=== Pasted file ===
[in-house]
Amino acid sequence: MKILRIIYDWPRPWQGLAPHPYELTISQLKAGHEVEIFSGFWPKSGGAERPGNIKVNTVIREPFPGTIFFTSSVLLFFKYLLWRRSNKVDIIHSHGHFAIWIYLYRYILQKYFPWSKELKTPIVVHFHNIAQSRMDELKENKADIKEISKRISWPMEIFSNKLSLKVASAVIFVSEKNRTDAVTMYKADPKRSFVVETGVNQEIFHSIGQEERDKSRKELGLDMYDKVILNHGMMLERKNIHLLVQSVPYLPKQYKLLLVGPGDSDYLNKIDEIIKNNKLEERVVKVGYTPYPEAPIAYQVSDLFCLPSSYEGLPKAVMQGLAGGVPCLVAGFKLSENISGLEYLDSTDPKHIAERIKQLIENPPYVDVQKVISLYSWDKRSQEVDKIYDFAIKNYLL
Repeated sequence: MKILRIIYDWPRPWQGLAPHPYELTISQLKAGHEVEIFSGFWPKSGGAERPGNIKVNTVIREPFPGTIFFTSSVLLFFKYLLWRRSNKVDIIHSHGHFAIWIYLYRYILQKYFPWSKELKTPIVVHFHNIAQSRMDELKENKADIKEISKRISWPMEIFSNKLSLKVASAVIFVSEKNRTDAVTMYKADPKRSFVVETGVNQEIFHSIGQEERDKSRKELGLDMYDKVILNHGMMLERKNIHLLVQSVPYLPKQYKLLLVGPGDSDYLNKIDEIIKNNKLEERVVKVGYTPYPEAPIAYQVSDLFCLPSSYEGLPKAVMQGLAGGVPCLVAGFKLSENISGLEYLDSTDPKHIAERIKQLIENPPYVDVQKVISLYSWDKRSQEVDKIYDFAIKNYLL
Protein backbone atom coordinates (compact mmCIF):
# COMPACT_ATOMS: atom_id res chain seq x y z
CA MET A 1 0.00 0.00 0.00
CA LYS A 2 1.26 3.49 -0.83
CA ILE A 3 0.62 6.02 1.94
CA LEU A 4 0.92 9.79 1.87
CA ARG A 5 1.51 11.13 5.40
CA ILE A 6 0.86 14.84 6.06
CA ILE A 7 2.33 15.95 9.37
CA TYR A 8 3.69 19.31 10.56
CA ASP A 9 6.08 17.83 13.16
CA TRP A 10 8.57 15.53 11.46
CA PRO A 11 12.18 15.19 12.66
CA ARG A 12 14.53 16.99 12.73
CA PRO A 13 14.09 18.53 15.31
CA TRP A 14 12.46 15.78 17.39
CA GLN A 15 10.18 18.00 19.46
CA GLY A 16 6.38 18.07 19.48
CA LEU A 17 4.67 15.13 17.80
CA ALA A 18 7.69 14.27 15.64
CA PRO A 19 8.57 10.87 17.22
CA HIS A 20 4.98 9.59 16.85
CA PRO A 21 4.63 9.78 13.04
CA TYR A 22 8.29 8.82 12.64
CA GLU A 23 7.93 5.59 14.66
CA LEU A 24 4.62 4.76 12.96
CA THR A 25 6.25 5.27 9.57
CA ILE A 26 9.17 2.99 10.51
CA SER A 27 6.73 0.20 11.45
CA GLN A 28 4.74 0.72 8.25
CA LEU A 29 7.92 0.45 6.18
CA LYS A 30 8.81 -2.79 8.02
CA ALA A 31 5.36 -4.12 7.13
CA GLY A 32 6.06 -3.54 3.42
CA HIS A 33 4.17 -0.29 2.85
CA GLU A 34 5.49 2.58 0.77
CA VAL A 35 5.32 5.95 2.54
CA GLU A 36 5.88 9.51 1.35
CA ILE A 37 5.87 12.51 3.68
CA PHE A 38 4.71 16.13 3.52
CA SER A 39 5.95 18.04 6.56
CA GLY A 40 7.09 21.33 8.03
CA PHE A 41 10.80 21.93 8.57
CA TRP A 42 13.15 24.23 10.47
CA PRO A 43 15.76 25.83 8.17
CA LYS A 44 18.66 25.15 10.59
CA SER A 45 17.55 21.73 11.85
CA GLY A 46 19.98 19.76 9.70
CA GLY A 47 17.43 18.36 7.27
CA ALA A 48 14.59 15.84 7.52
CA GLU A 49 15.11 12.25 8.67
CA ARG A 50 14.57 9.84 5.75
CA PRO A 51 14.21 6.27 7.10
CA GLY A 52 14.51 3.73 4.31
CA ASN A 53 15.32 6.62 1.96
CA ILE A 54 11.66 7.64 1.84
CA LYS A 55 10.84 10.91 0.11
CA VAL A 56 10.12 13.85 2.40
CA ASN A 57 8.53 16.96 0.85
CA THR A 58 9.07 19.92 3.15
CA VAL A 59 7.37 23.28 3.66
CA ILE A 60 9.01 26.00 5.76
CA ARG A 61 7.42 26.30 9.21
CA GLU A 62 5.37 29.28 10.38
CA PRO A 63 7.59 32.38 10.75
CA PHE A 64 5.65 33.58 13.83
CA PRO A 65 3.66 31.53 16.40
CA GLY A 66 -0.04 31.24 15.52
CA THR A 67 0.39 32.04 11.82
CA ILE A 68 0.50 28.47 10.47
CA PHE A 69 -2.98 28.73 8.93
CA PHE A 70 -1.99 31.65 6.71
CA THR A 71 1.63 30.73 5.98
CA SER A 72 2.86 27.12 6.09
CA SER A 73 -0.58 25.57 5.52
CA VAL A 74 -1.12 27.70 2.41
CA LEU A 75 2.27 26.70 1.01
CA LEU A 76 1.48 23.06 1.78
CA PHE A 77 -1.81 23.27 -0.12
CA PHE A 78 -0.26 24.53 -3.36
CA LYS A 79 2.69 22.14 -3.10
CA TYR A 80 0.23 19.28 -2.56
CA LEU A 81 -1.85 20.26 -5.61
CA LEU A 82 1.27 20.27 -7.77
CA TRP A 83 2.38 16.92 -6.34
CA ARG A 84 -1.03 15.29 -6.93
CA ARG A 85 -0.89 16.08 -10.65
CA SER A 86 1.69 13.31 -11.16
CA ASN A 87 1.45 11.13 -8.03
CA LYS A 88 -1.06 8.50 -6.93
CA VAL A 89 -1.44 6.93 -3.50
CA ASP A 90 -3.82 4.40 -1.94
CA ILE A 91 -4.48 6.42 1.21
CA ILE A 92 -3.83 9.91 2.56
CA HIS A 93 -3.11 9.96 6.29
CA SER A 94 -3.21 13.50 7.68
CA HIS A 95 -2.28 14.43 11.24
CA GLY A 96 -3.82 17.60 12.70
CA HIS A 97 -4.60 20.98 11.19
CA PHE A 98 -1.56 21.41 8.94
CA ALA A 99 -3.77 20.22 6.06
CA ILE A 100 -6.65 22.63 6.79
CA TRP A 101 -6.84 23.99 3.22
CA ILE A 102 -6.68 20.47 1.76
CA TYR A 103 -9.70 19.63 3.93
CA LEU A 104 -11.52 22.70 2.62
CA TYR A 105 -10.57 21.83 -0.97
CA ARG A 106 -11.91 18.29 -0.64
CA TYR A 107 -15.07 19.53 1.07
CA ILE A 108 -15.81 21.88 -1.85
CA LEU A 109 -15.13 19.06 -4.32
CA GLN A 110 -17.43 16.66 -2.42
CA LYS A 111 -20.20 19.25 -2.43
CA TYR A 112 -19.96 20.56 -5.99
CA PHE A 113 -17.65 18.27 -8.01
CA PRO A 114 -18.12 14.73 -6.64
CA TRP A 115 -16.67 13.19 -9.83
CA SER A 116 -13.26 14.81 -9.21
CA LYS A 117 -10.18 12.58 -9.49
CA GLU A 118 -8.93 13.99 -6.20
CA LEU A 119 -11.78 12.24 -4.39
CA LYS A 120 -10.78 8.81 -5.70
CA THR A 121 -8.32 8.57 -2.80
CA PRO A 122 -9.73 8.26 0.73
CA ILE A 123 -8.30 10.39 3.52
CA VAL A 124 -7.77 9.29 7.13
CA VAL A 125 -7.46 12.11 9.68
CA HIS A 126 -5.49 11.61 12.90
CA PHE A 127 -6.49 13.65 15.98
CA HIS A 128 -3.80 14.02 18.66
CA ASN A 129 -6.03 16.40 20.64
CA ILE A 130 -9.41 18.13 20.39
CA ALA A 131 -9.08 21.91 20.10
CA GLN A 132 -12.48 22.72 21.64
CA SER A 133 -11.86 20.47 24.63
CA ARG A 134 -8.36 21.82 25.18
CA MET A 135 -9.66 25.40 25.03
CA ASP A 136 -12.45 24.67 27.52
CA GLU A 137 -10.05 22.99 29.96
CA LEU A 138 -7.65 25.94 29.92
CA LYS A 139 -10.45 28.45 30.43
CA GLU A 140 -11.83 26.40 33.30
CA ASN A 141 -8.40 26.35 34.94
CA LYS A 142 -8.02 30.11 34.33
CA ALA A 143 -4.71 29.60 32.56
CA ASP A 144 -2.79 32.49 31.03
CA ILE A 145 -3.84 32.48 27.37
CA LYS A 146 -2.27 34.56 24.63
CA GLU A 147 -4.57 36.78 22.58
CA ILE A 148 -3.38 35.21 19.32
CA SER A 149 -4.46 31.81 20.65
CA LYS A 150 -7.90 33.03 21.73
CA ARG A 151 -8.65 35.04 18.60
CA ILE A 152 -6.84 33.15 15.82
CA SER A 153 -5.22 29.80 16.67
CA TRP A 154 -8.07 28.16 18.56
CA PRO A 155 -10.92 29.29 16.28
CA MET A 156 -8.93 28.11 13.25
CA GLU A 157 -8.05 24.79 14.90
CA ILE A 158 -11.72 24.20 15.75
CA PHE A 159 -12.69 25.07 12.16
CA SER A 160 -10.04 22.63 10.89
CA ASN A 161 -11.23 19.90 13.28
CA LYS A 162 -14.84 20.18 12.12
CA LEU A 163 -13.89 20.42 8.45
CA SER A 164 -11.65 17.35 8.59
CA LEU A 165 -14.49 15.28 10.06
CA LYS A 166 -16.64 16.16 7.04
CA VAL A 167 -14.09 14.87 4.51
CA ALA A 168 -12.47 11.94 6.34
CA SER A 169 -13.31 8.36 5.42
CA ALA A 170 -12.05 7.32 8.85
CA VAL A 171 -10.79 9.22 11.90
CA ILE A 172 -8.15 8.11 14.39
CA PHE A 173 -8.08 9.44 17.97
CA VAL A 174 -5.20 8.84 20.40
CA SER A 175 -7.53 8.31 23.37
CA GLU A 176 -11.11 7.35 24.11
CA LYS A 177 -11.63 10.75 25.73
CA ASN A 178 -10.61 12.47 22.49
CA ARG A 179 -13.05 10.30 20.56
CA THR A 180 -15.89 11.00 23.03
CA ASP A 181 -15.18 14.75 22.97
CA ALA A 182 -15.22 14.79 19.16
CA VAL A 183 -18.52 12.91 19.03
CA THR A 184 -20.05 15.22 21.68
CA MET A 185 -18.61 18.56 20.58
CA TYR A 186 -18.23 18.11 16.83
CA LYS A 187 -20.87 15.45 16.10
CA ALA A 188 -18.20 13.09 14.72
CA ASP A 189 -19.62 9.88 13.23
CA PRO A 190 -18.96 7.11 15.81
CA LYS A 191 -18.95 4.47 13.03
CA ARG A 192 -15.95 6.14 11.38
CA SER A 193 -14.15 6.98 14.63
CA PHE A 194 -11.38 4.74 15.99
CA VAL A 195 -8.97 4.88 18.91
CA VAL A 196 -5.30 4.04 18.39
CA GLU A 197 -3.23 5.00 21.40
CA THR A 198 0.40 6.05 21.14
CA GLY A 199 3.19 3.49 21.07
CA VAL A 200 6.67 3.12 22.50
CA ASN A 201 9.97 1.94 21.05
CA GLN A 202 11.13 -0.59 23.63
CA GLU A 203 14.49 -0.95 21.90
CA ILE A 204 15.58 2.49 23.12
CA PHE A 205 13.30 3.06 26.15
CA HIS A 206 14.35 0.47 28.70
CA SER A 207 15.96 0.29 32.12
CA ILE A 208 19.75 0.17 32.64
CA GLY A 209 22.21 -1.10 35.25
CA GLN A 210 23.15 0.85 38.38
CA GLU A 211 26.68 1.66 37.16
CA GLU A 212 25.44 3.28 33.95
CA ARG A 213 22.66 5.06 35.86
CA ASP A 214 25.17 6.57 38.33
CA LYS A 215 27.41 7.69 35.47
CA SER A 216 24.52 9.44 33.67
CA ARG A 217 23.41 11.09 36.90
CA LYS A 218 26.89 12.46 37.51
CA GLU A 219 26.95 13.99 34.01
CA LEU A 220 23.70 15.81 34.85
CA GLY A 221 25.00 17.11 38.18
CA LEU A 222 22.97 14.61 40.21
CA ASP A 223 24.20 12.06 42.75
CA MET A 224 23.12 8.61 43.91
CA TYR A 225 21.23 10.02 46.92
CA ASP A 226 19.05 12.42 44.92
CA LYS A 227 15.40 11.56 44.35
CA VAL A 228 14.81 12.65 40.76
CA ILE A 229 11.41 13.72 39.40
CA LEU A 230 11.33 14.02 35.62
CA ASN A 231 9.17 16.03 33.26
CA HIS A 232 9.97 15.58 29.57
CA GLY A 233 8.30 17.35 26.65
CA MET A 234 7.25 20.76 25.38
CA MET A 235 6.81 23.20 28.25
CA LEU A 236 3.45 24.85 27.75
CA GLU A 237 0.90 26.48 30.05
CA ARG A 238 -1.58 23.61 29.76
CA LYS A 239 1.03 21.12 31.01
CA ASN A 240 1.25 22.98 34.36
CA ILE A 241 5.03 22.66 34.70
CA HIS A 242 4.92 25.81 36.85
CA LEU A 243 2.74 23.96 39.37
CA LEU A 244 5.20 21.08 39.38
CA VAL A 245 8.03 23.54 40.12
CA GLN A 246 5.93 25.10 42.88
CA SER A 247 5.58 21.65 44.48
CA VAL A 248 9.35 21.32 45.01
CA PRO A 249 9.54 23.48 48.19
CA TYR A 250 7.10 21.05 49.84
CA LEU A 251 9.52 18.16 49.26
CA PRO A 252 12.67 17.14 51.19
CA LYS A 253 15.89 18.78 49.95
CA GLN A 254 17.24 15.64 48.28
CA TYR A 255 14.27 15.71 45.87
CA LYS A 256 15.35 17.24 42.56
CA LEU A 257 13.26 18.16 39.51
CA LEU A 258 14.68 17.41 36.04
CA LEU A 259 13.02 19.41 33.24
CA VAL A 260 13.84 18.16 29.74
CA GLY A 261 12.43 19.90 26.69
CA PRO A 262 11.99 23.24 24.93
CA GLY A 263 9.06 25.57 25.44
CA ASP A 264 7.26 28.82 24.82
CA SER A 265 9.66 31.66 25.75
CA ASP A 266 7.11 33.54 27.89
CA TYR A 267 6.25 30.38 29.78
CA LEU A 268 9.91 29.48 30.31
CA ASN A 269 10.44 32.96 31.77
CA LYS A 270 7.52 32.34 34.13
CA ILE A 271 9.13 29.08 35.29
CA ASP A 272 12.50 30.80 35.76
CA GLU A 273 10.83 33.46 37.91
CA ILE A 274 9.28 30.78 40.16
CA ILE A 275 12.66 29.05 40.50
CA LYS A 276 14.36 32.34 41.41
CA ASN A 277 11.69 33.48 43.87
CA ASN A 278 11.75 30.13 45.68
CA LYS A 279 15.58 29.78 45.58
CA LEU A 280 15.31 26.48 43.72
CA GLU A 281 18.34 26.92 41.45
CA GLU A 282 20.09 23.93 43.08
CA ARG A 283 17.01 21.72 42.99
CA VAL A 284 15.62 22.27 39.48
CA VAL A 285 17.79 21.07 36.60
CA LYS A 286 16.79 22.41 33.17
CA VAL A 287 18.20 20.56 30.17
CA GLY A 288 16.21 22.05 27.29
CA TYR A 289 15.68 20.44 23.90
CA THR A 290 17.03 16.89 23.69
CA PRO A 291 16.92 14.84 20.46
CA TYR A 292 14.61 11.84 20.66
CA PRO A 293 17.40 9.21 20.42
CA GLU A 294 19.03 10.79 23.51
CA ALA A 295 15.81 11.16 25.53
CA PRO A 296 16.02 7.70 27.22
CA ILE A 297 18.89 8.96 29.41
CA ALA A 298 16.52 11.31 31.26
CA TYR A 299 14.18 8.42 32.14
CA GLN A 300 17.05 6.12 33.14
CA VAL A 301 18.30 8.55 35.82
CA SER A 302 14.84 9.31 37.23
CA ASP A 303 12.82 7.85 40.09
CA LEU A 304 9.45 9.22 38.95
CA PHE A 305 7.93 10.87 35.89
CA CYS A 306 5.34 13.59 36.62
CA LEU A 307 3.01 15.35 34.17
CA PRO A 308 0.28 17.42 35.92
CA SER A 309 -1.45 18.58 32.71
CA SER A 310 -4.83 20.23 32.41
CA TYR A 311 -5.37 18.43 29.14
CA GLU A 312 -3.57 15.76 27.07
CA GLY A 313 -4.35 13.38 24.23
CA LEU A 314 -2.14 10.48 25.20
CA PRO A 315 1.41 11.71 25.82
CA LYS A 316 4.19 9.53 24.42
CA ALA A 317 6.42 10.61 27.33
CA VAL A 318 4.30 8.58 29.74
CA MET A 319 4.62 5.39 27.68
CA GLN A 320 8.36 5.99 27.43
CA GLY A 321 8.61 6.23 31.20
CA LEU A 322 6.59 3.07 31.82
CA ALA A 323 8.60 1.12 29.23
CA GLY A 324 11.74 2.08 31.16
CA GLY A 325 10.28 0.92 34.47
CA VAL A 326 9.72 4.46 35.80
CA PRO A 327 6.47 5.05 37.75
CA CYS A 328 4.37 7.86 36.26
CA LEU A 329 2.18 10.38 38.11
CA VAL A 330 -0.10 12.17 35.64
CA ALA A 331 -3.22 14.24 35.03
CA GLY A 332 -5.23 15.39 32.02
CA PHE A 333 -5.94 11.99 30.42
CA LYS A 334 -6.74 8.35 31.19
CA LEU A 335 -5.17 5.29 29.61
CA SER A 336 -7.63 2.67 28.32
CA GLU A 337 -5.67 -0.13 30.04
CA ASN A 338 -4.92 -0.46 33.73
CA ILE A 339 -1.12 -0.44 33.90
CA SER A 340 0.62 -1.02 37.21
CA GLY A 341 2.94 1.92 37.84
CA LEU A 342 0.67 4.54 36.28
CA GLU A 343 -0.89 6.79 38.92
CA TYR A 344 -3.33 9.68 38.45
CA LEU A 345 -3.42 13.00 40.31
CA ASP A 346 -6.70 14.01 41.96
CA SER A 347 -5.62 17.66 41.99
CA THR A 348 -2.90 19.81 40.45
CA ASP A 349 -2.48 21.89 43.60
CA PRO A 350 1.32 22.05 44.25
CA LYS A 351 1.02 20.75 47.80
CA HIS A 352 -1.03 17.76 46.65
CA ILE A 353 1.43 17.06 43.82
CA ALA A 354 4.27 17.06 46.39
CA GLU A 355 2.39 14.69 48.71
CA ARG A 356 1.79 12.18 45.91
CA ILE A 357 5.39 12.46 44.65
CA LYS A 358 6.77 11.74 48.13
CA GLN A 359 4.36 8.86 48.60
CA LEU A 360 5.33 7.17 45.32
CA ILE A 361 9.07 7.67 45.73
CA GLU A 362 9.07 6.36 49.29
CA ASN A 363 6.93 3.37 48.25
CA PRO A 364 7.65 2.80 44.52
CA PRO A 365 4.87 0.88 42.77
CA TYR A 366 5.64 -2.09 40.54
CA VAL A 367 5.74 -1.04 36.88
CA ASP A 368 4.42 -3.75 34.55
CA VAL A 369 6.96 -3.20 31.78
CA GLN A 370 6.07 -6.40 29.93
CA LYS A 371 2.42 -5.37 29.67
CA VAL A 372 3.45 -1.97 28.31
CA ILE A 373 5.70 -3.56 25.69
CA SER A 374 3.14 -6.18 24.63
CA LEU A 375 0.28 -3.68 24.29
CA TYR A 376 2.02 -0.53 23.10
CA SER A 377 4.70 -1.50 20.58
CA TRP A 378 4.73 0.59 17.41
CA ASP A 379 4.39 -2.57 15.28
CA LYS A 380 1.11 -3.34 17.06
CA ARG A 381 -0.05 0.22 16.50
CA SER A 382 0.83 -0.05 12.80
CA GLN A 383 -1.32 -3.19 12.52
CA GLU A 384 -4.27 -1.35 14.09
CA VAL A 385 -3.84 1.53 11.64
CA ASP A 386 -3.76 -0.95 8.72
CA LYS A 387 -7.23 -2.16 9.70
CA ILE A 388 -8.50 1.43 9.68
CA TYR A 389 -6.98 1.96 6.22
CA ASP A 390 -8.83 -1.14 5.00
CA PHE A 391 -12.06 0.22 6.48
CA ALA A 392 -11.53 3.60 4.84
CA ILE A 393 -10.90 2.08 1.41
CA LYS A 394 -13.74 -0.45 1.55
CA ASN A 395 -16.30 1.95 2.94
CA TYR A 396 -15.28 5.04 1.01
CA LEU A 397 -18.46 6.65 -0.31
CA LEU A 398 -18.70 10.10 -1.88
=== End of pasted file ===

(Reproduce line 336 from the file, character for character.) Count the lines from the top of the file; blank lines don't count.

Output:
CA ALA A 331 -3.22 14.24 35.03